Tap the Find icon at the lower right of the screen. A Find blank appears, as shown in Figure 4.14; type a word or phrase you’re sure was part of the description of that appointment (or even part of its Notes), and then tap OK.
After a moment, the result is a list of items from all four major programs that contain the name you looked for (also shown in Figure 4.14). For example, you’ll see any appointments you’ve had with Schorr (listed under the Date Book category), but you may also see Schorr’s phone number (from the Address Book program).
Figure 4-14. When you tap the Find icon, you get the Find blank (left). Type what you’re looking for and tap OK. Now the PalmPilot shows you a list of matches for what you sought, from all of its various programs (right).
Tap a line in this items-found window to view its full entry in the appropriate program. For example, in Figure 4.14, you could tap the second of the two Date Book entries, because it’s the most recent entry in the Date Book.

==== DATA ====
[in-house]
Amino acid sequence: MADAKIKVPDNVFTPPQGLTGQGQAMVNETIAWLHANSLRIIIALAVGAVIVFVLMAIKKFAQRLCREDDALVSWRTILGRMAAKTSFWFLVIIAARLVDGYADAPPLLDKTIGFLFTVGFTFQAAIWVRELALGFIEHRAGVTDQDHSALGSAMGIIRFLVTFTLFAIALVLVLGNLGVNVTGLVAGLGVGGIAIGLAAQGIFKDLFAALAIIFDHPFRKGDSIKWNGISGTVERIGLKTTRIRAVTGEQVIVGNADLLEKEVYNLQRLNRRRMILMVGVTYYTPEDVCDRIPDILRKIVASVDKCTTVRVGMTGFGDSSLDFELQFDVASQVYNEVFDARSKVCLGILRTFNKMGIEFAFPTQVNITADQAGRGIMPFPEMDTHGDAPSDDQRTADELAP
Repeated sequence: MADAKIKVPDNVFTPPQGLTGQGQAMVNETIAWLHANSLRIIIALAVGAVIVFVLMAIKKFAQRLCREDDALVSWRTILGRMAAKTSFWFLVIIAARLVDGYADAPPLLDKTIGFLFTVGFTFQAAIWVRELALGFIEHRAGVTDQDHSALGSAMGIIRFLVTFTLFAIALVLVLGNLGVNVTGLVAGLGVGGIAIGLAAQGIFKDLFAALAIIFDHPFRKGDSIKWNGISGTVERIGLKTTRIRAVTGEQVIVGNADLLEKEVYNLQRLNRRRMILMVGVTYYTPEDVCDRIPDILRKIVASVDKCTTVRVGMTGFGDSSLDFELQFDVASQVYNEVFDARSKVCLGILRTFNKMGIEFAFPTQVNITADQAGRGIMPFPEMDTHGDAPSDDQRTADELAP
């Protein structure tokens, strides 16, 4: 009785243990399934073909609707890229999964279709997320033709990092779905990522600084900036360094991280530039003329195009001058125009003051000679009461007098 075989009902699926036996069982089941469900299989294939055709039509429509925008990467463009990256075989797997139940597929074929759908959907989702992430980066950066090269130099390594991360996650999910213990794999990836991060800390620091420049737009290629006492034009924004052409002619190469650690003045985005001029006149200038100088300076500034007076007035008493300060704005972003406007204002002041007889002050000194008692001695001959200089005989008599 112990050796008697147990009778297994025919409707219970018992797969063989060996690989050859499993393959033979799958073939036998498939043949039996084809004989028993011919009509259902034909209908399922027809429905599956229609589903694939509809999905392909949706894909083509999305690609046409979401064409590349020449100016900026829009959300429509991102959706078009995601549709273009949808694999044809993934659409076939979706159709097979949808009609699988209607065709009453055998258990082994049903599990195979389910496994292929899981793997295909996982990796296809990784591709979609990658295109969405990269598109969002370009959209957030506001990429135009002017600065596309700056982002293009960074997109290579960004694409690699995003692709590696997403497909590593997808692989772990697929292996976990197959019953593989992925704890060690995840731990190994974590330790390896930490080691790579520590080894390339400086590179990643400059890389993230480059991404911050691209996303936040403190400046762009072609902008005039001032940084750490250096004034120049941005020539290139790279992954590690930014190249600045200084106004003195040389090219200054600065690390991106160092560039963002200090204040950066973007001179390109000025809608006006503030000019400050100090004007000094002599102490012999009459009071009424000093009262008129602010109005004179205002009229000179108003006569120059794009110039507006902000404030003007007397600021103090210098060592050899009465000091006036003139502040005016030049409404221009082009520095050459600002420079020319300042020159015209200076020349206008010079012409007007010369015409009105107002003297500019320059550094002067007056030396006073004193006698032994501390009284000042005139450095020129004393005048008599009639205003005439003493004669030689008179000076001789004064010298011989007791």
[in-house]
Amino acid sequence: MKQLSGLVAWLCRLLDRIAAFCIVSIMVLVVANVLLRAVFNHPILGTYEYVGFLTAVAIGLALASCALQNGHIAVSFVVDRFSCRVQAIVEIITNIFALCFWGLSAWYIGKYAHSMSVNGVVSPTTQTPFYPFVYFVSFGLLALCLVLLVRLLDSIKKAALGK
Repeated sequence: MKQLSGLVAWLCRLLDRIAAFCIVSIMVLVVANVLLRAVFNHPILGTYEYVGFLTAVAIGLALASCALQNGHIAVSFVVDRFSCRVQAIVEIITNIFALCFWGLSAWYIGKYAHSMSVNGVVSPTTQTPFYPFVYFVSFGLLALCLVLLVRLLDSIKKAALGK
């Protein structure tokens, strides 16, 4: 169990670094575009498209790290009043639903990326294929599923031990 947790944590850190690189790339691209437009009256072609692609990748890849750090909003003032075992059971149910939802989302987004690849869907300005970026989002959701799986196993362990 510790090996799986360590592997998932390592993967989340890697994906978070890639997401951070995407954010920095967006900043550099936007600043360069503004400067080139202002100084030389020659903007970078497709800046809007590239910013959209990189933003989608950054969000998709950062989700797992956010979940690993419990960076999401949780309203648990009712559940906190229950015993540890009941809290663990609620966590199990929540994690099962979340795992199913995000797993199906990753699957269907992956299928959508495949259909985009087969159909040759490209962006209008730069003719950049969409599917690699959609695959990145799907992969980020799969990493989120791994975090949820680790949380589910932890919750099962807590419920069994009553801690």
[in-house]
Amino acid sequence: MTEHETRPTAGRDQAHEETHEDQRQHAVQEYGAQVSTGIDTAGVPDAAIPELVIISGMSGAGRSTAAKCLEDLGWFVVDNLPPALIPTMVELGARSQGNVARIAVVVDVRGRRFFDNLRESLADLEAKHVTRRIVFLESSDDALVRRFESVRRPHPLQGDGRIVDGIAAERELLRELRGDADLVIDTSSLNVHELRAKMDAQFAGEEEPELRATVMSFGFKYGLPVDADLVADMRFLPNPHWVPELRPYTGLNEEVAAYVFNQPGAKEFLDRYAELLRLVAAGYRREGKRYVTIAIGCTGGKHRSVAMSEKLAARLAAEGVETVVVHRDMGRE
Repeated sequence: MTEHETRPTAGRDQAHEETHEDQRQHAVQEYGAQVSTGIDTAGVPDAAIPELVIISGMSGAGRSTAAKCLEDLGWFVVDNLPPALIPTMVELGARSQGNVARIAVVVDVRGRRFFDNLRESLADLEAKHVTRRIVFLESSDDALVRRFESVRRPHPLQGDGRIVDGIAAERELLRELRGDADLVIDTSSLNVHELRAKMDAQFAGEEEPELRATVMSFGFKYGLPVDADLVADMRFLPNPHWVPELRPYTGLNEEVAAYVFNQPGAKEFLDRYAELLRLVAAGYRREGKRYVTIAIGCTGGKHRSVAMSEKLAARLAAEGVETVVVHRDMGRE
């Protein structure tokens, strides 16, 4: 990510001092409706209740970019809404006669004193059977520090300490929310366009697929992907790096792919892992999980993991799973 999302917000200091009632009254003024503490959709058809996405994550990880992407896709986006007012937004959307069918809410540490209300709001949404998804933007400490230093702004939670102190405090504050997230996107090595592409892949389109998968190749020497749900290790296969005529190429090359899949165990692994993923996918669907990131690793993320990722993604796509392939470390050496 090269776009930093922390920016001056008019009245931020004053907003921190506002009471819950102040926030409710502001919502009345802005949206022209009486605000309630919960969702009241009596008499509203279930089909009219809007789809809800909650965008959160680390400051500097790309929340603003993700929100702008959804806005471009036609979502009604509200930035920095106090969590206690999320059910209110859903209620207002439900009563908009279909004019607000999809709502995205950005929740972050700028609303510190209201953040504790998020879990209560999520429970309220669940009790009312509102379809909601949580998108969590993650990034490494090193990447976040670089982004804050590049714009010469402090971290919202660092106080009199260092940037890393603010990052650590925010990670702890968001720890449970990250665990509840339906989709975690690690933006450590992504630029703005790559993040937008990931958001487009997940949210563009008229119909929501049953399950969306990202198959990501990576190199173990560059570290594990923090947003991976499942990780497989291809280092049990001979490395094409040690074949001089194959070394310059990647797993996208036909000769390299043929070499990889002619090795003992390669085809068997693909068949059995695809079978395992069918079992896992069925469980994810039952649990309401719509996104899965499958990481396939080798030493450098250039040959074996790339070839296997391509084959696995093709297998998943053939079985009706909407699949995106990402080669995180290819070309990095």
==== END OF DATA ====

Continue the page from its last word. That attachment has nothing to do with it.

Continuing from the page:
To get the most out of the Find command, you should know that:
You don’t have to complete the word you’re looking for. You can write base to locate the word baseball.
On the other hand, the PalmPilot searches only for matches at the beginnings of words. If you search for ball, the PalmPilot won’t find the word baseball. (If this quirk bothers you, install FindHack, included with this book, which finds text even in the middle of words. FindHack is described in Appendix A.)
Instead of writing what you’re seeking into the Find blank, you can highlight some text you’ve already written (in any program) by dragging the stylus across it. (See Chapter 3 for more on editing techniques.) If you now tap the Find icon, the highlighted text automatically appears in the Find blank.
As your PalmPilot becomes increasingly crammed with information, searching can take longer and longer. If, during a search, the item you’re looking for appears in the list, tap the Stop button to cut short the search. (You can resume the search by tapping Find More.)
The PalmPilot always searches the program you’re in first. In other words, if you’re looking up a phrase that you know appears in your Memo Pad, you’ll save time by switching to the Memo Pad before tapping the Find button.